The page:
Handing Out Awards For NBA's 2012 Season First Half
CP3 and LeBron have reason to celebrate the tweaks to the awards schedule
A lockout-compacted season shortened from 82 to 66 games mandates adjustments. For players, coaches, team execs, refs, agents and, way down there at the bottom of the NBA food chain, even media pests.
The usual routine here at Stein Line HQ had to be altered slightly. The season's too short for our usual Trimester reports, which typically take stock of the season through the prism of the major award categories every 27 or 28 games or so. It made far more sense in 2011-12 to opt for a midseason look at the various award races before our official ballots are revealed to the world at the end of April.
And, yes, we're really almost halfway through this 123-day grind. Already.
The Bulls' Saturday night home date with New Jersey will make them the first team to play 33 games, with several more teams scheduled to get there before next weekend's All-Star break.
Eastern Conference MVP of the First Half
LeBron James, Miami Heat
I remain skeptical about a majority of my peers, at season's end, voting for LeBron to win his third MVP trophy. No matter what his stats say. This is indeed a new season that theoretically should be judged 100 percent separately from last season, but Bron knows better than anyone that he'll never have peace from know-it-all gnats like me until he wins a championship or three. Not after the way Miami, and specifically LeBron, collapsed in the Finals last June.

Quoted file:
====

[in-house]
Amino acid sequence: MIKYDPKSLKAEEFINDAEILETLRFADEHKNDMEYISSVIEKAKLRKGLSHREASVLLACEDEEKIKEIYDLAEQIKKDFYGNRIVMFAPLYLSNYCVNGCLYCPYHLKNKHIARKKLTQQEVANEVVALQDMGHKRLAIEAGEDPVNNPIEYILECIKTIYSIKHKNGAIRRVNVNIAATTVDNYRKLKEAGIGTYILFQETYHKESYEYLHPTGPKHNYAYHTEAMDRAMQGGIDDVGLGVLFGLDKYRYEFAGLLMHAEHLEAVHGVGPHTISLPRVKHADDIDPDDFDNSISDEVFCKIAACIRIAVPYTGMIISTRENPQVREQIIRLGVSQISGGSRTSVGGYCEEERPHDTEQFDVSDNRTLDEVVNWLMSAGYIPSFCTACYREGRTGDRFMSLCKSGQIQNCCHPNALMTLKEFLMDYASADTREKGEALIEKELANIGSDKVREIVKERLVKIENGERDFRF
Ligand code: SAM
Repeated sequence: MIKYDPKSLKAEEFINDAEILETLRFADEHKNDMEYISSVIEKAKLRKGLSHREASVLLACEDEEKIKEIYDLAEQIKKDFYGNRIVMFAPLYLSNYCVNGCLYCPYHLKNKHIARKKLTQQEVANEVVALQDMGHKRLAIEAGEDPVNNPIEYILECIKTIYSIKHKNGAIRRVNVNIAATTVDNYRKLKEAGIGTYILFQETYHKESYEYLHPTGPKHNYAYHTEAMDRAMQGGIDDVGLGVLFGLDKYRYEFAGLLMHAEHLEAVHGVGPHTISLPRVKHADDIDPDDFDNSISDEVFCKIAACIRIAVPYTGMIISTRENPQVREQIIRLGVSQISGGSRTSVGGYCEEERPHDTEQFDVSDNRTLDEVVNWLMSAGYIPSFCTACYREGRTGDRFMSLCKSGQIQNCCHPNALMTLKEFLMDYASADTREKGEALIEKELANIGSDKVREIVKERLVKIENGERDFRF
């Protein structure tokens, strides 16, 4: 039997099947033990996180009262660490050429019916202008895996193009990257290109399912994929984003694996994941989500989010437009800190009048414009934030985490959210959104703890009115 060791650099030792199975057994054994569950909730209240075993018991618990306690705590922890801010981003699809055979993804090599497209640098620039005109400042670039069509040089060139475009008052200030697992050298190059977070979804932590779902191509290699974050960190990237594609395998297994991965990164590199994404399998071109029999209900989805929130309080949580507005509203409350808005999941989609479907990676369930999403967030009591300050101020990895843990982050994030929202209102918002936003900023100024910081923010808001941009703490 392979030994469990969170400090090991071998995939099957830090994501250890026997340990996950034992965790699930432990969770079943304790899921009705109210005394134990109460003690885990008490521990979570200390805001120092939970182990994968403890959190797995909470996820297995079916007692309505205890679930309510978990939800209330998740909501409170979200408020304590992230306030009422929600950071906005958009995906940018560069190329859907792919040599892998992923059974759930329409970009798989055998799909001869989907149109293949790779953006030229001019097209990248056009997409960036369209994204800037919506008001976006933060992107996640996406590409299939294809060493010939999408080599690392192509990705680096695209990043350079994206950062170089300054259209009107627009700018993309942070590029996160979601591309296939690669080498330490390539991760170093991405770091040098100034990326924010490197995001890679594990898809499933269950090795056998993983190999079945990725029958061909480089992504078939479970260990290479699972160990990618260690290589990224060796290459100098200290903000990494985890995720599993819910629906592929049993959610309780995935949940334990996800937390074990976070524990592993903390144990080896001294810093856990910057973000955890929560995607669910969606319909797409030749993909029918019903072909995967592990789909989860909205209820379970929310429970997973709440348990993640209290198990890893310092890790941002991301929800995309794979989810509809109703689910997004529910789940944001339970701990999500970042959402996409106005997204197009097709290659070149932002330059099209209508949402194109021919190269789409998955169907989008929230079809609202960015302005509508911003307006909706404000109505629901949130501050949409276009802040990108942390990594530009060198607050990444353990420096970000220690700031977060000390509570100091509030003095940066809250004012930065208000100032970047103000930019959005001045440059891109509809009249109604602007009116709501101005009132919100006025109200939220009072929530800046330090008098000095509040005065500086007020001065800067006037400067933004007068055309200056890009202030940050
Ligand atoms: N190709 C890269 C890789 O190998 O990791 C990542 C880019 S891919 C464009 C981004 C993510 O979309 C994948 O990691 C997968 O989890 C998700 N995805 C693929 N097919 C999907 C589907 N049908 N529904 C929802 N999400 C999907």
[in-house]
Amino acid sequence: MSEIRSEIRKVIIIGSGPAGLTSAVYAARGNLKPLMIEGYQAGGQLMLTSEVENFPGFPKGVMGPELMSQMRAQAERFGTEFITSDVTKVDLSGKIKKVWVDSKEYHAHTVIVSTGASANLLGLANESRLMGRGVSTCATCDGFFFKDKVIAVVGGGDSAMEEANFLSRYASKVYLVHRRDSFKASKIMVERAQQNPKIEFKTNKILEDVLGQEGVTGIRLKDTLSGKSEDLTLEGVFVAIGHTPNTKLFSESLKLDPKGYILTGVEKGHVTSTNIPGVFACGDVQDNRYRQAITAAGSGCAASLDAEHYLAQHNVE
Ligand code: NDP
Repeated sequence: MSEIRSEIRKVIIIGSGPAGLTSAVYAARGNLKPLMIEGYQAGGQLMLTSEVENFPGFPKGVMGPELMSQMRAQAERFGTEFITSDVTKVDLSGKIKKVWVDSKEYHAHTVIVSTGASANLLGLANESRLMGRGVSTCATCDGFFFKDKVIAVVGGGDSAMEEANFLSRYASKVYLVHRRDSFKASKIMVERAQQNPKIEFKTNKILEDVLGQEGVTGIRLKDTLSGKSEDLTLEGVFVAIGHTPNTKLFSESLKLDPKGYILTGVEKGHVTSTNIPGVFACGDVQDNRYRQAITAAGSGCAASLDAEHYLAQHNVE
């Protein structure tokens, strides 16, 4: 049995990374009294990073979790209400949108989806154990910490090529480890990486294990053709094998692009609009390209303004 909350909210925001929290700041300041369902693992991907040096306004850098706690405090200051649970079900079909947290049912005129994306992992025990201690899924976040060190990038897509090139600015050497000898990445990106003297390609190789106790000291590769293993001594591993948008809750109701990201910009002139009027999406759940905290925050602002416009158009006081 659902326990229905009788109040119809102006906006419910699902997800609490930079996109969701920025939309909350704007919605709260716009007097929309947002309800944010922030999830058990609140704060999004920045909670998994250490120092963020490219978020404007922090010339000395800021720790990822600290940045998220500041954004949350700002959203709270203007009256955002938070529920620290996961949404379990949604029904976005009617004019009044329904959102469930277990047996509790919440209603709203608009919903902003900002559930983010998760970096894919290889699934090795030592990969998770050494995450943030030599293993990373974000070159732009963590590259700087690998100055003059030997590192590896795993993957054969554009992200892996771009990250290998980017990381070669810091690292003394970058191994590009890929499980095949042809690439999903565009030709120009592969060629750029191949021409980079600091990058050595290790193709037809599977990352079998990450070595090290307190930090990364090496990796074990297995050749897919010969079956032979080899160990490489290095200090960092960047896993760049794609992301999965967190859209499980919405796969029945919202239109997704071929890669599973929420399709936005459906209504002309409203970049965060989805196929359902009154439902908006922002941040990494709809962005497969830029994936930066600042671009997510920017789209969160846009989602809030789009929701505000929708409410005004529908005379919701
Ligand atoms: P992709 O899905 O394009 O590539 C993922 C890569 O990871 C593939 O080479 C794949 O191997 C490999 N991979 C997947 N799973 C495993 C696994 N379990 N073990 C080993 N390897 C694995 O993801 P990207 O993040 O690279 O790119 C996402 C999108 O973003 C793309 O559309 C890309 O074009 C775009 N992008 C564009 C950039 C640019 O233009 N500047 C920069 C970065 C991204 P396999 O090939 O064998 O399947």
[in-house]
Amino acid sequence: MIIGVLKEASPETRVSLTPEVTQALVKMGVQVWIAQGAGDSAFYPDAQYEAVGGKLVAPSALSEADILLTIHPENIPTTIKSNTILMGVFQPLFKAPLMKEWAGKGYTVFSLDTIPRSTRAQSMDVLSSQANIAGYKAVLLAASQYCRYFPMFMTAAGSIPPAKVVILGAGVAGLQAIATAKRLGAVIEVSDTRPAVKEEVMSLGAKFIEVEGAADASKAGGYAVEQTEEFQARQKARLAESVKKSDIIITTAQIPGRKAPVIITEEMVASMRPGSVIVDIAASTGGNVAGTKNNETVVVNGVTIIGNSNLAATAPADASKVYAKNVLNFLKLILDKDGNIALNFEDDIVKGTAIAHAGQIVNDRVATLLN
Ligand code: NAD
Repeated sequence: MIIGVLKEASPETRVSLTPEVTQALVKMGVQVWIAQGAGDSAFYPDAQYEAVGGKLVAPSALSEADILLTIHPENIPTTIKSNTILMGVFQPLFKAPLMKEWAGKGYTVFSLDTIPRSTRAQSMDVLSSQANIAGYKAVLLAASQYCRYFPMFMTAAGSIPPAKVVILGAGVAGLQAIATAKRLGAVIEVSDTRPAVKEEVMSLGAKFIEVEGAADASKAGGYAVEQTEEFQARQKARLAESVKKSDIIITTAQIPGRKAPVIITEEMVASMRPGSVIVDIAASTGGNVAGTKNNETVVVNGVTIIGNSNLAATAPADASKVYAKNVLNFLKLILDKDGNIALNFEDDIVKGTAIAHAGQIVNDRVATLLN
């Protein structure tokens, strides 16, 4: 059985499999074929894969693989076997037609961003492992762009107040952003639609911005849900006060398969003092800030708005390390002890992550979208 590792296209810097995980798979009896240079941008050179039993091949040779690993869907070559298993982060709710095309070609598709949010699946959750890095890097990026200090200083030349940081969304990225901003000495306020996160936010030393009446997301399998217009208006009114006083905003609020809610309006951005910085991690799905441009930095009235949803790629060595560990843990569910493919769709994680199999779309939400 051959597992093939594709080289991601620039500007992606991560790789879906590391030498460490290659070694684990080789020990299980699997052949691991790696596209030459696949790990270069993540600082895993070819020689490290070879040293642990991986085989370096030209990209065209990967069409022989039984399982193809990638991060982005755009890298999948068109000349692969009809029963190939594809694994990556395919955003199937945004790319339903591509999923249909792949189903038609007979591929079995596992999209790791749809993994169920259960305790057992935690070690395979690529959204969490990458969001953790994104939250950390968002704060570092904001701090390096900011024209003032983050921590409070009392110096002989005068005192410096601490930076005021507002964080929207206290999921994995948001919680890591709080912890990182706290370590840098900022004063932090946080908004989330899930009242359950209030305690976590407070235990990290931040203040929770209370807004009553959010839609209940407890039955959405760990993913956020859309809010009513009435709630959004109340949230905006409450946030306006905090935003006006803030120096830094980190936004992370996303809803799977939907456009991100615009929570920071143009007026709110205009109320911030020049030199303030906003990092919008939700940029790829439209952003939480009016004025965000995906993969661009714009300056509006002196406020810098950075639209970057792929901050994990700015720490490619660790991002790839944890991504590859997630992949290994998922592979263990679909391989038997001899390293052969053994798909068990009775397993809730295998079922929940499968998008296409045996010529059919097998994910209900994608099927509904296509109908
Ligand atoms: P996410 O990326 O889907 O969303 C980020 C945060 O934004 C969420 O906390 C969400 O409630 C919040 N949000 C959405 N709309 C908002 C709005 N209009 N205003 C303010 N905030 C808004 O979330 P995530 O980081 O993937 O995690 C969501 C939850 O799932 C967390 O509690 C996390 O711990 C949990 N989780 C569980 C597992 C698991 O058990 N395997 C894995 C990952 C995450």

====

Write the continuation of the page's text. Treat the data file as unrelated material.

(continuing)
So it'll be very, very interesting this May, if LeBron continues to average 28, 8 and 7 with a PER of nearly 33, to see how MVP voting turns out. Will he be graded solely on what he's done over the course of 66 games? Maybe I'm being overly cynical here, but instinct tells me to expect an MVP vote that's well short of a runaway.
At this juncture, though, it's not even a discussion. Trimester, half-term, whatever … you needn't bother looking for challengers to LeBron in the East when you're talking MVP candidates. Not an ailing Derrick Rose. Not an up-and-down Dwight Howard. Whether or not Dwyane Wade has been healthy enough to join him in Miami's lineup, James has been a better-than-ever wrecking ball. You could see it the other night in Indiana when the Heat dismantled Indiana on the Pacers' floor, with James picking up on Frank Vogel's play calls and disrupting Indy's offense as spectacularly as he was flushing Wade's lobs at the other end.
In a season where the Heat aren't supposed to be able to impress us with anything they do until the playoffs, LeBron ain't listening.
Western Conference MVP of the First Half
Chris Paul, Los Angeles Clippers
Kevin Durant is shooting just over 50 percent from the field and has nudged his nightly rebounds and blocks averages to a career-best 8.2 and 1.4, respectively, alongside that sparkly scoring average of 27.0 and his unyielding determination to tune out all the naysayers and do whatever it takes to make his partnership with Russell Westbrook work. Kobe Bryant, meanwhile, seems intent on trying to supplant Jerry West (31 years and 298 days old when he averaged 31.2 points per game in 1969-70) as the oldest player in league history to ring up 30 a night, ignoring whatever's going on in that banged-up wrist as well as those of us chirping haughty warnings from press row that he'll never make it to the end of the season with the scoring load he's shouldering.